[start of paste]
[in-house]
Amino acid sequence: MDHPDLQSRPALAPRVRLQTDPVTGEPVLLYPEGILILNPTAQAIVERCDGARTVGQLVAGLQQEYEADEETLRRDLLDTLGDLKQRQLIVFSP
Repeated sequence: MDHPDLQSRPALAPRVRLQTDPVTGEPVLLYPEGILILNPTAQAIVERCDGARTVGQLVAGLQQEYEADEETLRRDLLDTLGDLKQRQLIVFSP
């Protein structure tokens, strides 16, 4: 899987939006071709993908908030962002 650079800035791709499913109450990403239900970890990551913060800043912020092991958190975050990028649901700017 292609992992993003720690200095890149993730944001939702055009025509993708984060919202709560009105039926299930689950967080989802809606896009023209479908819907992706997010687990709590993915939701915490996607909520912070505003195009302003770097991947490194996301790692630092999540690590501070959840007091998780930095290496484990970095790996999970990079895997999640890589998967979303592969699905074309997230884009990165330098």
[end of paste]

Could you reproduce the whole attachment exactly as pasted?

[in-house]
Amino acid sequence: MDHPDLQSRPALAPRVRLQTDPVTGEPVLLYPEGILILNPTAQAIVERCDGARTVGQLVAGLQQEYEADEETLRRDLLDTLGDLKQRQLIVFSP
Repeated sequence: MDHPDLQSRPALAPRVRLQTDPVTGEPVLLYPEGILILNPTAQAIVERCDGARTVGQLVAGLQQEYEADEETLRRDLLDTLGDLKQRQLIVFSP
């Protein structure tokens, strides 16, 4: 899987939006071709993908908030962002 650079800035791709499913109450990403239900970890990551913060800043912020092991958190975050990028649901700017 292609992992993003720690200095890149993730944001939702055009025509993708984060919202709560009105039926299930689950967080989802809606896009023209479908819907992706997010687990709590993915939701915490996607909520912070505003195009302003770097991947490194996301790692630092999540690590501070959840007091998780930095290496484990970095790996999970990079895997999640890589998967979303592969699905074309997230884009990165330098």